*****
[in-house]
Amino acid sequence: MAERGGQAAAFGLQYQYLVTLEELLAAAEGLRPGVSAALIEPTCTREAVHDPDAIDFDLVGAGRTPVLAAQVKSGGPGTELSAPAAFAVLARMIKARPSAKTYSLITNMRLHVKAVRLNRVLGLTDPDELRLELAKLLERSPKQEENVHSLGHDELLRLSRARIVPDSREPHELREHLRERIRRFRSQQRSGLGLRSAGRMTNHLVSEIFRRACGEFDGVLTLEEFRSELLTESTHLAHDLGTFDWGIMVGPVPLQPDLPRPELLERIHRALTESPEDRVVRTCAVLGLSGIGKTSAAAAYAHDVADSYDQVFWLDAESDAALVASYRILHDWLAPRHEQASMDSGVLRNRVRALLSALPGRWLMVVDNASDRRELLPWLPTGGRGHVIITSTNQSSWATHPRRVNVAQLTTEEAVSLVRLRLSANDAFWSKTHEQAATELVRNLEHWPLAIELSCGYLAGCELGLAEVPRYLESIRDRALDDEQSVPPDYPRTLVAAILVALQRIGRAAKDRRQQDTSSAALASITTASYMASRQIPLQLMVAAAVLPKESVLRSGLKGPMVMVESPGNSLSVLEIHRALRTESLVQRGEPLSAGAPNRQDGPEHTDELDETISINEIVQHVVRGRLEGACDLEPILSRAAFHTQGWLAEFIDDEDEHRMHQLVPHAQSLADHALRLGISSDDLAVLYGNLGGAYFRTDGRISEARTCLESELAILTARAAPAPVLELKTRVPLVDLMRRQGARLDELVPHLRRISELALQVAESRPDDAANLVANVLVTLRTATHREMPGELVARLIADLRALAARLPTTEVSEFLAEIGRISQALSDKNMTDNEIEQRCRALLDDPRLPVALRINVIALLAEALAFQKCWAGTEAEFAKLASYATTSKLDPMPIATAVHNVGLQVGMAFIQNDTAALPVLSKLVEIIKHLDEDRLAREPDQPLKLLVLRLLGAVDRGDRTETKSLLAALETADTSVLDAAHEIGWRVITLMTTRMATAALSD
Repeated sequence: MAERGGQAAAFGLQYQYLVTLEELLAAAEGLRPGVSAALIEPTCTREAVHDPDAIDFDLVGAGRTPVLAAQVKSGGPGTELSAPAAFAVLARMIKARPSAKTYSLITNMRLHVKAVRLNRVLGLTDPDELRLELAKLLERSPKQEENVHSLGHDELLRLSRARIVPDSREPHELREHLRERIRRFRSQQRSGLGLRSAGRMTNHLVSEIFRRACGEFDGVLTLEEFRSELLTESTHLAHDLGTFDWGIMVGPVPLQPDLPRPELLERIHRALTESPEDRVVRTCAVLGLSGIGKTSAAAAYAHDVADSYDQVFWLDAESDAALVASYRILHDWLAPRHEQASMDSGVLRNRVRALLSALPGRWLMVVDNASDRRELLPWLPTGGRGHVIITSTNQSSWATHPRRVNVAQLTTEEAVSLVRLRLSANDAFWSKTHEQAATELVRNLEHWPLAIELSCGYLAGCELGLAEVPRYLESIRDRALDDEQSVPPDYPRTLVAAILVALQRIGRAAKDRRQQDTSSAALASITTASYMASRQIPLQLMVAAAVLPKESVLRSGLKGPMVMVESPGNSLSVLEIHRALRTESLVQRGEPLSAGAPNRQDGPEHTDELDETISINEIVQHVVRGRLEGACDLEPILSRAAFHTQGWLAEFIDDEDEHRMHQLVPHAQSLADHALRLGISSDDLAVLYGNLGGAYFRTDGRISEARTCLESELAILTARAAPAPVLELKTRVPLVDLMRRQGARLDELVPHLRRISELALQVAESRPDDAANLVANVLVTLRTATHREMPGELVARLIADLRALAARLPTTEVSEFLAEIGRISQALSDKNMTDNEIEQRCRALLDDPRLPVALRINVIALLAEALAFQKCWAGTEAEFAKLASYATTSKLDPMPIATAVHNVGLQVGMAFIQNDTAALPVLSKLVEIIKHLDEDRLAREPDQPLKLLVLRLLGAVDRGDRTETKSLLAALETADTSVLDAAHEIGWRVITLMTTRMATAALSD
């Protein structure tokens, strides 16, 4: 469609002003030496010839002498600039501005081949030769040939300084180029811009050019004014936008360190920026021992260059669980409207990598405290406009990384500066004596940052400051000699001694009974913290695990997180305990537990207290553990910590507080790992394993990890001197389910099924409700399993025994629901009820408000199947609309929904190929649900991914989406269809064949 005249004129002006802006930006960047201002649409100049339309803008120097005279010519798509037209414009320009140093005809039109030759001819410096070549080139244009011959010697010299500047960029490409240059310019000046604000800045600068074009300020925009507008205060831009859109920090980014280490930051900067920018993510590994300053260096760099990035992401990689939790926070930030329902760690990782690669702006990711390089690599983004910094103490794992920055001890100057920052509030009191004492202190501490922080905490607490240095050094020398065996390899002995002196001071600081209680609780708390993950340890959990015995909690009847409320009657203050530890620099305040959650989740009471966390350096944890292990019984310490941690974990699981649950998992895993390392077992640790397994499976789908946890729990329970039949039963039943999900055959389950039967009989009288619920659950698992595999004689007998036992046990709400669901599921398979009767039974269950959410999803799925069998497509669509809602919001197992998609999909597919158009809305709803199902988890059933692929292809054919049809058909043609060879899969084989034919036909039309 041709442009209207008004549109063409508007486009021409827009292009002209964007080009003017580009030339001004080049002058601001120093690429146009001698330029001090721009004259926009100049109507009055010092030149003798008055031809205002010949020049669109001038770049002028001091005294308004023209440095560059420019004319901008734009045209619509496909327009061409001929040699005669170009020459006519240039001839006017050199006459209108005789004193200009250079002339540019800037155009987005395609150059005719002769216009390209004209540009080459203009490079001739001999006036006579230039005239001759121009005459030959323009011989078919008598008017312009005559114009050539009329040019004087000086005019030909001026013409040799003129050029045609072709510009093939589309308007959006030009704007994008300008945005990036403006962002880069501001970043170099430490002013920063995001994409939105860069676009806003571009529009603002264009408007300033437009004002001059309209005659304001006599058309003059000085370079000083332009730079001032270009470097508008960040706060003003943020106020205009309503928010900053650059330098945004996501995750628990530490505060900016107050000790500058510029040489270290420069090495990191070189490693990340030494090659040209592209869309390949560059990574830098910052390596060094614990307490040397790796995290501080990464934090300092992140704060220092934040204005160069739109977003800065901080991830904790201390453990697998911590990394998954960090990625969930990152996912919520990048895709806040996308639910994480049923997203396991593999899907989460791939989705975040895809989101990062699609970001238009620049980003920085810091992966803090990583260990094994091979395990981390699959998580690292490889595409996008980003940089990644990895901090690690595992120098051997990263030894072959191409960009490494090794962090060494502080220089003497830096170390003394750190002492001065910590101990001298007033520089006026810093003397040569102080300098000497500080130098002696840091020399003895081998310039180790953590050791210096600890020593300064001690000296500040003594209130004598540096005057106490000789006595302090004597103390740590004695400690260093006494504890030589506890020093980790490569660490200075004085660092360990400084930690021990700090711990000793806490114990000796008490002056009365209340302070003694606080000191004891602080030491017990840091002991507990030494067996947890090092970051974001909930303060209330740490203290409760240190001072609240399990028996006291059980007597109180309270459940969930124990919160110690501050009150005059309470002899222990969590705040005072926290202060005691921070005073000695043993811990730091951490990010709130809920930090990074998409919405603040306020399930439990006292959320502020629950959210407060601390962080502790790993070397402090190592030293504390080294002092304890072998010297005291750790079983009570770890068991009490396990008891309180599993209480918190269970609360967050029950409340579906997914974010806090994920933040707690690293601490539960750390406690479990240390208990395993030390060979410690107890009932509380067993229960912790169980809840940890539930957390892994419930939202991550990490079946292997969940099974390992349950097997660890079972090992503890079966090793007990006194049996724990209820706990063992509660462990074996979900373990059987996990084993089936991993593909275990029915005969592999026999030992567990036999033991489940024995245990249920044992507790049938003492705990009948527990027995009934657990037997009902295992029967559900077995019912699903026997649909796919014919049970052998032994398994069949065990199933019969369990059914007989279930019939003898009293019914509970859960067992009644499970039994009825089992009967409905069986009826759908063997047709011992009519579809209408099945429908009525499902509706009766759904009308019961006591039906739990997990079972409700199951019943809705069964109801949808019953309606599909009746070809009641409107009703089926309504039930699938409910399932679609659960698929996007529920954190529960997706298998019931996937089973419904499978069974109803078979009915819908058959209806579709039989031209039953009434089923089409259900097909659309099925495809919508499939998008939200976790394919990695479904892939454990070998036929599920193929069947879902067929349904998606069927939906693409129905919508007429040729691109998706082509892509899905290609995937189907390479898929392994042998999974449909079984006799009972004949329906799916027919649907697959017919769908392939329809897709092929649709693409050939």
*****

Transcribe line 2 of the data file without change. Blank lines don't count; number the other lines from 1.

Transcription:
Amino acid sequence: MAERGGQAAAFGLQYQYLVTLEELLAAAEGLRPGVSAALIEPTCTREAVHDPDAIDFDLVGAGRTPVLAAQVKSGGPGTELSAPAAFAVLARMIKARPSAKTYSLITNMRLHVKAVRLNRVLGLTDPDELRLELAKLLERSPKQEENVHSLGHDELLRLSRARIVPDSREPHELREHLRERIRRFRSQQRSGLGLRSAGRMTNHLVSEIFRRACGEFDGVLTLEEFRSELLTESTHLAHDLGTFDWGIMVGPVPLQPDLPRPELLERIHRALTESPEDRVVRTCAVLGLSGIGKTSAAAAYAHDVADSYDQVFWLDAESDAALVASYRILHDWLAPRHEQASMDSGVLRNRVRALLSALPGRWLMVVDNASDRRELLPWLPTGGRGHVIITSTNQSSWATHPRRVNVAQLTTEEAVSLVRLRLSANDAFWSKTHEQAATELVRNLEHWPLAIELSCGYLAGCELGLAEVPRYLESIRDRALDDEQSVPPDYPRTLVAAILVALQRIGRAAKDRRQQDTSSAALASITTASYMASRQIPLQLMVAAAVLPKESVLRSGLKGPMVMVESPGNSLSVLEIHRALRTESLVQRGEPLSAGAPNRQDGPEHTDELDETISINEIVQHVVRGRLEGACDLEPILSRAAFHTQGWLAEFIDDEDEHRMHQLVPHAQSLADHALRLGISSDDLAVLYGNLGGAYFRTDGRISEARTCLESELAILTARAAPAPVLELKTRVPLVDLMRRQGARLDELVPHLRRISELALQVAESRPDDAANLVANVLVTLRTATHREMPGELVARLIADLRALAARLPTTEVSEFLAEIGRISQALSDKNMTDNEIEQRCRALLDDPRLPVALRINVIALLAEALAFQKCWAGTEAEFAKLASYATTSKLDPMPIATAVHNVGLQVGMAFIQNDTAALPVLSKLVEIIKHLDEDRLAREPDQPLKLLVLRLLGAVDRGDRTETKSLLAALETADTSVLDAAHEIGWRVITLMTTRMATAALSD